The eye disorder
macular degeneration is the deterioration of tissue in the part of the retina called the macula, which is responsible for central vision. Central vision is the specific type of vision that is used to read and see things clearly. While it almost never results in complete vision-loss, macular degeneration can cause enough vision impairment to reduce a person’s quality of life significantly.
There are two types of macular degeneration: wet and dry.
Wet macular degeneration occurs when abnormal blood vessels grow under the macula, in a process called choroidal neovascularization. When this occurs, blood and fluid is leaked into the retina and distort the patient’s vision. Eventually, these blood vessels scar over and cause permanent vision loss. Only 10% of all macular degeneration patients have this form of the disease, but it is often the form that causes the more severe vision impairment.
Dry macular degeneration occurs when yellow deposits called drusen appear in the macula. Initially, drusen does not affect the patient’s vision, but as the drusen grow in size and increase in number, they cause central vision loss. As dry macular degeneration develops into the most advanced stages, the light-sensitive tissue in the retina is often killed, resulting in atrophic degeneration, which causes blind spots or complete loss of central vision.
Causes & Risk Factors
While scientists aren’t sure of what exactly causes macular degeneration, they do know that the main risk factor is age. As one reaches the ages of 50 and 60, one’s chances of getting macular degeneration increase astronomically, which is why the disease is more commonly referred to as “age-related
macular degeneration” (emphasis added), or AMD.
Other risk factors include:
St John's Wort
- Race: White people are more at risk for AMD than African-Americans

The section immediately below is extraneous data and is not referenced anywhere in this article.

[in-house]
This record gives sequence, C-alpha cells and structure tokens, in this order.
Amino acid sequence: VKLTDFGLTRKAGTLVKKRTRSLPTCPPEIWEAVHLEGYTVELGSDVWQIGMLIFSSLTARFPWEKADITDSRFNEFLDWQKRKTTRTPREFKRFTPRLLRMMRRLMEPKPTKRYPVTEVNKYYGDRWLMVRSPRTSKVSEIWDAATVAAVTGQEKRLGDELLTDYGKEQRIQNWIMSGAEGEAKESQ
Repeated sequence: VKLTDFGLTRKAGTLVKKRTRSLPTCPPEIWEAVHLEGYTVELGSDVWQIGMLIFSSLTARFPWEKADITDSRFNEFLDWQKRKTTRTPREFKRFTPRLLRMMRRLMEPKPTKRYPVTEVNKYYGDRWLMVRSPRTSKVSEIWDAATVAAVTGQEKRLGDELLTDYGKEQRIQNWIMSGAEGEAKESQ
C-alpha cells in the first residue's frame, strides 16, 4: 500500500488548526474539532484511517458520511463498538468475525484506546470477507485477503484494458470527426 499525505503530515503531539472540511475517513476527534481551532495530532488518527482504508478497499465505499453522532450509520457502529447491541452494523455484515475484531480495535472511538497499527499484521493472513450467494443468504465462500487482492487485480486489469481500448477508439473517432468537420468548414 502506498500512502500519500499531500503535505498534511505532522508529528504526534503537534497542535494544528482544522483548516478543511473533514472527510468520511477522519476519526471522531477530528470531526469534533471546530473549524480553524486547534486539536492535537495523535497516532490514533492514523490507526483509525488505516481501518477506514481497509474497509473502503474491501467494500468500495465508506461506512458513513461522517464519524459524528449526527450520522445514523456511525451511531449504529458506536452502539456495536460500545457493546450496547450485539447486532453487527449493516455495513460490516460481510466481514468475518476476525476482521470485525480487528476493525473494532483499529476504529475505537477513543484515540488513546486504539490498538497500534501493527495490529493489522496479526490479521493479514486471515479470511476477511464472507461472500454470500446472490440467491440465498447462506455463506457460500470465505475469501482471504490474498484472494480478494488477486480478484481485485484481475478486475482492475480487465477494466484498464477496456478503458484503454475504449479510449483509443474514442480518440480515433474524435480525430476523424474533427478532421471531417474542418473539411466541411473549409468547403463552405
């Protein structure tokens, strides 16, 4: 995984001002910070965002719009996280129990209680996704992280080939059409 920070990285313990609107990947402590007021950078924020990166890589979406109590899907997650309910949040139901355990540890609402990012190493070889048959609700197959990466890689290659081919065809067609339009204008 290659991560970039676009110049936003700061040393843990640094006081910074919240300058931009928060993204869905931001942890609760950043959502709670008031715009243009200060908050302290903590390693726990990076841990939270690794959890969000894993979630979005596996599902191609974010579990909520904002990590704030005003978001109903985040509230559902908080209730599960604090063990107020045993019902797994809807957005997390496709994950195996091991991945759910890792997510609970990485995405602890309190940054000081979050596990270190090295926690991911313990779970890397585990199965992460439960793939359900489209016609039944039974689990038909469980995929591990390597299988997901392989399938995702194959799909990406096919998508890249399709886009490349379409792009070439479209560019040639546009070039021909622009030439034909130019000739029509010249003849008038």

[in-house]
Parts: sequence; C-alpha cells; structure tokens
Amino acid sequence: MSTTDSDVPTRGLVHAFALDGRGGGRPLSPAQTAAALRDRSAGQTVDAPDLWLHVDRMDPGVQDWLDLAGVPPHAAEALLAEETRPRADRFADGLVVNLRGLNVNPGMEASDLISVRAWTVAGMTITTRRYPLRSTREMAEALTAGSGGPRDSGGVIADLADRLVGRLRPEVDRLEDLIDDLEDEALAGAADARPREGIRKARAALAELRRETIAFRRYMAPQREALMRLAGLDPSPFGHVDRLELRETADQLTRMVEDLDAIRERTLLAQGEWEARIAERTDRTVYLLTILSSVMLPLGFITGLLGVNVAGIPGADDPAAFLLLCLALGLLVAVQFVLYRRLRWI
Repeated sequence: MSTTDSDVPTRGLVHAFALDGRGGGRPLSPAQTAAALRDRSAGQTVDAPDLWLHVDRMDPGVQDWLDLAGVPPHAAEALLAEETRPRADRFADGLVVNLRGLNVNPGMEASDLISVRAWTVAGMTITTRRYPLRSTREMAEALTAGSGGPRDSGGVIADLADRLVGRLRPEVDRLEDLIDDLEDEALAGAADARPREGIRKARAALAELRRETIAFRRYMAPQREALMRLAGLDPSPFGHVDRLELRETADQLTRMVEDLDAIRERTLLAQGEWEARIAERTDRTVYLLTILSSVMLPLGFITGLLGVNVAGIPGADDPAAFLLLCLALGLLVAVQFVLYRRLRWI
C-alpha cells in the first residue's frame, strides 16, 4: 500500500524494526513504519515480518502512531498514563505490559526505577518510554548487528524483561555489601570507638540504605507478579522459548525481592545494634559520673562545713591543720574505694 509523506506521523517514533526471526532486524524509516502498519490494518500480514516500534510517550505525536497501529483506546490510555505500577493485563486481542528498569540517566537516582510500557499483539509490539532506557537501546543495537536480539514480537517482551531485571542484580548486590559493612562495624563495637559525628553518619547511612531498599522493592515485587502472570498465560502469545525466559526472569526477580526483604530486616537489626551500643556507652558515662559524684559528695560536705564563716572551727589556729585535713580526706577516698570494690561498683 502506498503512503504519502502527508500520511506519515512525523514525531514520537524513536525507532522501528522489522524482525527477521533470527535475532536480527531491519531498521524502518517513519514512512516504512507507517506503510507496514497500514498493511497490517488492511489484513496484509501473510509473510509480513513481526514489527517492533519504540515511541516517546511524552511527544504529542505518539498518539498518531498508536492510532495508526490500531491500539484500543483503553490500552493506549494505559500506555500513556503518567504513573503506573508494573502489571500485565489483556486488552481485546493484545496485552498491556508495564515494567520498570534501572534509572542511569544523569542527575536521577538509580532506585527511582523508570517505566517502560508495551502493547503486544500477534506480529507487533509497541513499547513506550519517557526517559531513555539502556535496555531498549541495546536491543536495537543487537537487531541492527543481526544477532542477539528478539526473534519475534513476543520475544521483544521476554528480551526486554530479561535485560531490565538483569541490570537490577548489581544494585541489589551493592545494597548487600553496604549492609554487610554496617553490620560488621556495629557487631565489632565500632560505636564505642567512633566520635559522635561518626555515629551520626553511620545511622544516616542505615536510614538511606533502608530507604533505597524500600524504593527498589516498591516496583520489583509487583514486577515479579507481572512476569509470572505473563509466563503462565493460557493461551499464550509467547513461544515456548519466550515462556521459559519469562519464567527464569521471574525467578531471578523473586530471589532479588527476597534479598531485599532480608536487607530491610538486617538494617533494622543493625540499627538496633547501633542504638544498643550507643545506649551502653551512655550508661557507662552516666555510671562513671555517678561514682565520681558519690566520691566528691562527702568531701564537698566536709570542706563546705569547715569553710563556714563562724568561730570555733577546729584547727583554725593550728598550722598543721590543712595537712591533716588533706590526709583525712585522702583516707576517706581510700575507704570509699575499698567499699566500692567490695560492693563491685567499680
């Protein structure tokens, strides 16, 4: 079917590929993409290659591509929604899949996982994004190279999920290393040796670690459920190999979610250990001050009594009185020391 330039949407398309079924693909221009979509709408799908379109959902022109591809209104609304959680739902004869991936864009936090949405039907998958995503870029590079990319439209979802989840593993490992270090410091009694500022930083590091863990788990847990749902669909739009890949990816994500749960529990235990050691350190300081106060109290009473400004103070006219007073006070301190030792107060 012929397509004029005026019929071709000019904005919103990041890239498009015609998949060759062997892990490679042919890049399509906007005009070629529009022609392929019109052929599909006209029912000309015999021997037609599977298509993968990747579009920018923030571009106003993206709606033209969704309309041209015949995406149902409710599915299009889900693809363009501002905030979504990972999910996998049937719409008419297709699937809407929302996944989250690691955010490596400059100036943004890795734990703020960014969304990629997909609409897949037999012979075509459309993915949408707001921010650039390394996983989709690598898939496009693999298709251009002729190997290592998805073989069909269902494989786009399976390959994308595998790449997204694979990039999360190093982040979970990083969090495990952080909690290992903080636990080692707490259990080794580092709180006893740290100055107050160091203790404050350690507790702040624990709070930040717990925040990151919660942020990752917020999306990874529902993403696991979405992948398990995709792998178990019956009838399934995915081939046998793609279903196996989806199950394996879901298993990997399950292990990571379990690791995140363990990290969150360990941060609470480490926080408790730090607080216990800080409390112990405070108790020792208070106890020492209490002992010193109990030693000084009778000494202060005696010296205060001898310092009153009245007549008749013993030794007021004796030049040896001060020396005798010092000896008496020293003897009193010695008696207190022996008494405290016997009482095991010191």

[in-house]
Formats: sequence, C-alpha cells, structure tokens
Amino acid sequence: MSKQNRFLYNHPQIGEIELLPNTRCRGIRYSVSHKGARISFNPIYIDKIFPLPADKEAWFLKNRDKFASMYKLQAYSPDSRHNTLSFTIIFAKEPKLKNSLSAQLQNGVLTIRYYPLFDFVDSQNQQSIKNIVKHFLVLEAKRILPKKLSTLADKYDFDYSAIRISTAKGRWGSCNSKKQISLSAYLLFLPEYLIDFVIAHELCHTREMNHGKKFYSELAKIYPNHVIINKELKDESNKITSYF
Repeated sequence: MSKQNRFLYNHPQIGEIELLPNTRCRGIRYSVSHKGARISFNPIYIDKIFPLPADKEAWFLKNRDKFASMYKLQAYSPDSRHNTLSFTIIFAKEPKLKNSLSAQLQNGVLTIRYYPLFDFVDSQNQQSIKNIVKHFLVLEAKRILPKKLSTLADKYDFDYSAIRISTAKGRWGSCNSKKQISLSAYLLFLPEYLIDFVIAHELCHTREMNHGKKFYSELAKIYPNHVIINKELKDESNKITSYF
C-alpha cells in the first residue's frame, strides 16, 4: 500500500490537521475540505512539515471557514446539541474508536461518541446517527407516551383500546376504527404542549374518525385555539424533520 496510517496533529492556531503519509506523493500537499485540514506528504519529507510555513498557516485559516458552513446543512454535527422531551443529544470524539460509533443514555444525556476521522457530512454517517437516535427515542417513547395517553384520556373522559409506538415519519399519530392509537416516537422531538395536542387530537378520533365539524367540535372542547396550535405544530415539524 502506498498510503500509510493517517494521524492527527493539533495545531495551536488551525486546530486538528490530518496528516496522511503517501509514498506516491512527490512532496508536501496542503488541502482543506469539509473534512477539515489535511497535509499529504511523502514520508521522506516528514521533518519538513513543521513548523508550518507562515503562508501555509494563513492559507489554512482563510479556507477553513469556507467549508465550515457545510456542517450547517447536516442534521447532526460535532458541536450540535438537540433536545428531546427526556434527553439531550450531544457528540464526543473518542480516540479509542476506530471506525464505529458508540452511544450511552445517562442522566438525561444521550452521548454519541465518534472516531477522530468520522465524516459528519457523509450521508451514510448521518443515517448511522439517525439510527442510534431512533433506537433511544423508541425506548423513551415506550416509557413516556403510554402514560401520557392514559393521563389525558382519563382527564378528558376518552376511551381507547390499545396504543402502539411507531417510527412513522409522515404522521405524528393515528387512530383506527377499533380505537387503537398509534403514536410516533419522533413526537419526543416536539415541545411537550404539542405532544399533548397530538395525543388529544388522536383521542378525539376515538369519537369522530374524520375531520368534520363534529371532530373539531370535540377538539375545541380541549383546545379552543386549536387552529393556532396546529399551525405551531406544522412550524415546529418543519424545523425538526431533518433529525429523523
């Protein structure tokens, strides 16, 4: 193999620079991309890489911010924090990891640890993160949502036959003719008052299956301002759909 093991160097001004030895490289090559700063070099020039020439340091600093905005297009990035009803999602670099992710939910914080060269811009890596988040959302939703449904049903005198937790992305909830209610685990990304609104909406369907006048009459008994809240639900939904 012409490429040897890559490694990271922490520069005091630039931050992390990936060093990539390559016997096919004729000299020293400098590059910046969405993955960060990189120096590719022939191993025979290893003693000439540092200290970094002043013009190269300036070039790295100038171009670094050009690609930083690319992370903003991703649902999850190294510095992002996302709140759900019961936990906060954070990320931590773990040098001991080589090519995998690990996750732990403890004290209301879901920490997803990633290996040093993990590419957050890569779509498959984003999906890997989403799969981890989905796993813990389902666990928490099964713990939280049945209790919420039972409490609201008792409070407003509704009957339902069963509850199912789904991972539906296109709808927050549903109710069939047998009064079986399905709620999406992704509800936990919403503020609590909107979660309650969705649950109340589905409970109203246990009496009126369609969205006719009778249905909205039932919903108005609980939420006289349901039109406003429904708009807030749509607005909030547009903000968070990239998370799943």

- Family History: People who have a family history of AMD may have a higher risk of developing the disease.
- Gender: Women appear to be at greater risk than men
, an herbal remedy commonly used for depression that has been linked to the development cataracts
in humans is also suspected of being a cause of macular degeneration in animals.
The symptoms of AMD in both forms usually develop painlessly, and over a long period of time. For wet AMD, the first symptom is usually that straight lines appear crooked (the result of leaking blood vessels). For dry AMD, the first symptom is usually blurred vision. At first, the blurred vision can be corrected by increasing the light source in the area, but as more of the tissues die, it becomes harder and harder to see things like faces or printed words clearly. Other symptoms of AMD can include white-out areas in the vision, diminished color perception, difficulty adapting to low-light areas, small blind spots, and (in the case of more advanced AMD) hallucinations.
While there is currently no cure for AMD, there are several treatment options available that help slow the development of the disease. These treatment options include:
- Vitamins: For some people with dry macular degeneration in the more advanced stages, vitamins C, E, beta carotene, zinc and copper can decrease the risk of vision loss.
- Laser Therapy: High-energy laser light can sometimes be used to stop the growth of the abnormal growth of blood vessels in the macula that causes wet macular degeneration
- Photodynamic Laser Therapy: This is a two-step treatment in which a light sensitive drug is used to damage the abnormal blood vessels that develop in wet macular degeneration. A doctor injects the drug into the bloodstream to be absorbed by the abnormal blood vessels in the eye. The doctor then shines a cold laser into the eye to activate the drug, damaging the abnormal blood vessels.
- Anti-angiogenesis Drugs: New drugs are being used to slow down or prevent the growth of the abnormal blood vessels within the eye (angiogenesis being a word describing the growth of blood vessels)
- Low Vision Aids: Devices that have special lenses or electronic systems that produce enlarged images of nearby objects. While these aren’t really treatments for the disease itself, they help people who have vision loss from macular degeneration make the most of their remaining vision.
There are also a few experimental methods of treatment that doctors are currently developing, such as submacular surgery (where doctors surgically remove the blood vessels that are developing below the macula), and retinal translocation (where the macular center is relocated to a part of the retina where there are no blood vessels growing, so that the blood vessels that were once under the macula can now be safely destroyed with a laser).
Unfortunately, as mentioned earlier, there are no permanent cures for AMD, so even with treatment, it is up to the patient to be proactive about their eye health, and go in for regular medical check-ups to keep their vision strong.
St John's Wort (Hyperium Perforatum)